Don’t feel like you missed the boat following the 58% surge in the share price of Specialty Fashion Group Ltd. (ASX: SFH) this week. The stock has more room to run, according to Citigroup which upgraded the stock to a “buy” from “hold”. The embattled women’s apparel retailer excited the market after it announced the sale of all of its brands except for the City Chic business to Noni B Limited (ASX: NBL) for $31 million in cash. The news sent Speciality Fashion’s share price soaring to 60 cents yesterday from Friday’s close of 38 cents. The stock is holding…
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Don’t feel like you missed the boat following the 58% surge in the share price of Specialty Fashion Group Ltd. (ASX: SFH) this week. The stock has more room to run, according to Citigroup which upgraded the stock to a “buy” from “hold”.
The embattled women’s apparel retailer excited the market after it announced the sale of all of its brands except for the City Chic business to Noni B Limited (ASX: NBL) for $31 million in cash.
The news sent Speciality Fashion’s share price soaring to 60 cents yesterday from Friday’s close of 38 cents. The stock is holding on to its gains today and Citigroup thinks there is another 25% upside to the stock before it reaches fair value.
Investors would normally be more excited about the bidder given that’s where the growth typically tends to be, but the transaction is arguably more of a godsend to the target, which has been wondering the wilderness since 2013 when it acquired Rivers.
Management thought it was buying a bargain (as did I), but it turned out to be more than what management could chew and the share price started trending down since.
Selling most of its assets gives Specialty Fashion a chance to hit the reset button and may even help the retailer to return to its dividend paying glory days (the last time it paid a dividend was in 2014)!
Citigroup has turned bullish on Specialty Fashion largely because City Chic is on a better footing than most of the other brands the retailer is offloading to Noni B.
City Chic, which sells plus size women’s fashion, is growing sales at a high single digit rate and margins for that business is expanding with management tipping earnings before interest, tax, depreciation and amortisation (EBITDA) of $19 million to $20 million for the current financial year.
The rest of the brands that Specialty Fashion is selling (including Rivers) would have sucked out $31 million from the group’s EBITDA line. Not only can Specialty Fashion be rid of these underperforming assets, it can pocket a cool $31 million in the process.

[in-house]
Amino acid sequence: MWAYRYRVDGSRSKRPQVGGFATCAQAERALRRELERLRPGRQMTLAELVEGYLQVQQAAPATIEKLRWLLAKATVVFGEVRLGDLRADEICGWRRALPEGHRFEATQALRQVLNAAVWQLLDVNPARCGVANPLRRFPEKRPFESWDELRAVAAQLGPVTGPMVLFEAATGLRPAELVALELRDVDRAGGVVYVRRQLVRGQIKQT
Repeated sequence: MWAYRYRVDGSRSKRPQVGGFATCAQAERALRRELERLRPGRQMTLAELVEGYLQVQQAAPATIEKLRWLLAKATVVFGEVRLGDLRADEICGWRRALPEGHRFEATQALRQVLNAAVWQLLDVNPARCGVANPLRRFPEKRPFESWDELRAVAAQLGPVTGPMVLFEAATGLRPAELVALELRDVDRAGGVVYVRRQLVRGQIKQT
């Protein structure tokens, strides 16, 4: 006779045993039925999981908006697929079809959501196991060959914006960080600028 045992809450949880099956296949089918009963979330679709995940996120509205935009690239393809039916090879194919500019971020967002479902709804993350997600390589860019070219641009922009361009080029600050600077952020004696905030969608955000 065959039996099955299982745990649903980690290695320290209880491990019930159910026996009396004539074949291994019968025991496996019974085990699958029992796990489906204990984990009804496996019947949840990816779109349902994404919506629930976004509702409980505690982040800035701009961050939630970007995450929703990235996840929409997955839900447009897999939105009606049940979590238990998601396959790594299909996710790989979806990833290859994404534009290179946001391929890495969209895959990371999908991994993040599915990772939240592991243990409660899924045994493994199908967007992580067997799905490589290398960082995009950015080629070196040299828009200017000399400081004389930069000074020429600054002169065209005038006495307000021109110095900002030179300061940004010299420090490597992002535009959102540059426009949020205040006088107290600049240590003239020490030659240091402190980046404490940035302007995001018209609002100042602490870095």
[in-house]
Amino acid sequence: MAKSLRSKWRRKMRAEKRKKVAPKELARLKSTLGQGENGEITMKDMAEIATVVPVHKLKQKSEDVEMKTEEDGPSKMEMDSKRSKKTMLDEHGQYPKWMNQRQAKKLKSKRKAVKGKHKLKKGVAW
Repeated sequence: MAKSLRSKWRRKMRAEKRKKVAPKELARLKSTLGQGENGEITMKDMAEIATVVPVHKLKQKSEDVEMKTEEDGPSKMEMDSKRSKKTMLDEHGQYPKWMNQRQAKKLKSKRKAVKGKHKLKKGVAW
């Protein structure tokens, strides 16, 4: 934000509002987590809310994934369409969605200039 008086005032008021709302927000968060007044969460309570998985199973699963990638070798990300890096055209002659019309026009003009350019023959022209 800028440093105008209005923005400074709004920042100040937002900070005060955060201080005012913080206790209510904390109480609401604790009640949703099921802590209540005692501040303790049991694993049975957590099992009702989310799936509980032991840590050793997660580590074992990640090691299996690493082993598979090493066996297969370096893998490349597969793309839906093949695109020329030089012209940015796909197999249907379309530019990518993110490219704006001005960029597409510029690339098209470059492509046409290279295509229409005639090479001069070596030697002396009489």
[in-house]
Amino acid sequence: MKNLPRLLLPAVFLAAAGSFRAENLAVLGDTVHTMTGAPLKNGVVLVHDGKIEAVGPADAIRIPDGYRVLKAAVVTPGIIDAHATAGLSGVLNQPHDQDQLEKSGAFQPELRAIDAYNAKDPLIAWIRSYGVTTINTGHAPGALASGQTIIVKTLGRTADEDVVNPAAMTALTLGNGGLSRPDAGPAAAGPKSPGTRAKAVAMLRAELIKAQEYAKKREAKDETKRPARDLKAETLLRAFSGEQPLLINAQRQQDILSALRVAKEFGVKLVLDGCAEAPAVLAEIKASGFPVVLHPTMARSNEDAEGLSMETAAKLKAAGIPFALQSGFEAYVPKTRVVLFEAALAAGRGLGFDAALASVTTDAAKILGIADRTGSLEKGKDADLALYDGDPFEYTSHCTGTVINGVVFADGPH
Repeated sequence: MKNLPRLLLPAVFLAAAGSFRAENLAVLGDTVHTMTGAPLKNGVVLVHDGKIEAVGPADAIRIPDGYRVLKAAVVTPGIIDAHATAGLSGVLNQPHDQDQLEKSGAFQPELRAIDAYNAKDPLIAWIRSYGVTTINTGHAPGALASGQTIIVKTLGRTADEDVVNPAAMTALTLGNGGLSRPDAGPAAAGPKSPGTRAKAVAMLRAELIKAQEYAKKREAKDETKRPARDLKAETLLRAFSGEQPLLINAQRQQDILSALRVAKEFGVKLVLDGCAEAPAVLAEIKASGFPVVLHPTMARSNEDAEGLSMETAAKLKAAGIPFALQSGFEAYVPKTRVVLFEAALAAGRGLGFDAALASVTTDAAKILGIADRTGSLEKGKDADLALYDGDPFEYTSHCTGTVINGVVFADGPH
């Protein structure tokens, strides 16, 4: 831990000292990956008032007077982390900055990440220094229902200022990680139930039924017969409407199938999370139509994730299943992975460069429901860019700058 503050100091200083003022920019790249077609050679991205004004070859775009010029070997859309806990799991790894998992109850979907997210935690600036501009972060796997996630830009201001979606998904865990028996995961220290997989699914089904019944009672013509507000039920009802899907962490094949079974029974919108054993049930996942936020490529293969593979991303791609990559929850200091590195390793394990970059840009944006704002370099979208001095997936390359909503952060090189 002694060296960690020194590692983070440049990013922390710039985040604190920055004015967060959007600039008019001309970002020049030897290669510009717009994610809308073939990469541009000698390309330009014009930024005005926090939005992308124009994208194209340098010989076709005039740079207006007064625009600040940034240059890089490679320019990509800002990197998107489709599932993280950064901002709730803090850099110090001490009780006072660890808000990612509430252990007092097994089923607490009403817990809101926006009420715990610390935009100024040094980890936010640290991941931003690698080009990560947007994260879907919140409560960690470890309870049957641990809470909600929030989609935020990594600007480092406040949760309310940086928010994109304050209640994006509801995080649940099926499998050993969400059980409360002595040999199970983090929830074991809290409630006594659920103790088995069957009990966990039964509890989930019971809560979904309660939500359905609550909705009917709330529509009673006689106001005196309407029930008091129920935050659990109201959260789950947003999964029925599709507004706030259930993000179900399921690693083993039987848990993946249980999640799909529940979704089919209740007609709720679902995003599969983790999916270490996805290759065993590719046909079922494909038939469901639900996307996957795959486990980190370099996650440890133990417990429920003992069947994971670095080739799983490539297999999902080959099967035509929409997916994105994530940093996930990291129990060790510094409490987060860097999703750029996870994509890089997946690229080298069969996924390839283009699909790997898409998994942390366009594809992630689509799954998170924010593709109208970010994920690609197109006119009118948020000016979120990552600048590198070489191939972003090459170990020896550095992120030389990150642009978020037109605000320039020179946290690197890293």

“City Chic has 116 stores and sales of $140 million. The brand derives 37% of sales from online and has an expanding international wholesale business, primarily in the US,” said Citigroup.
“We expect modest domestic store growth, but continued expansion in online sales and offshore distribution for the brand.”
Specialty Fashion is expected to be in a net cash positive position once the transaction is finalised and should generate a respectable EBITDA margin of around 14%, based on the broker’s estimates.
“Assuming a similar EBITDA contribution for City Chic going forward, the business would generate free cash flow of $8-10 million per annum, providing the opportunity for a dividend of ~3 cents at a 70% payout ratio,” added Citigroup. “The company has over $45 million, or 23-cents per share in franking credits as well.”
This means the stock could be sitting on a yield of over 7% once franking is included. The only question is when will management feel confident enough to restart its dividend payout.
Women’s apparel is a tough space to be in, but as Premier Investments Limited (ASX: PMV) and Noni B has shown, a good operator can make decent returns despite the structural headwinds.
Specialty Fashion will really need to prove itself in the coming months.
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Motley Fool contributor BrenLau has no position in any of the stocks mentioned. The Motley Fool Australia owns shares of and has recommended Premier Investments Limited. We Fools may not all hold the same opinions, but we all believe that considering a diverse range of insights makes us better investors. The Motley Fool has a disclosure policy. This article contains general investment advice only (under AFSL 400691). Authorised by Scott Phillips.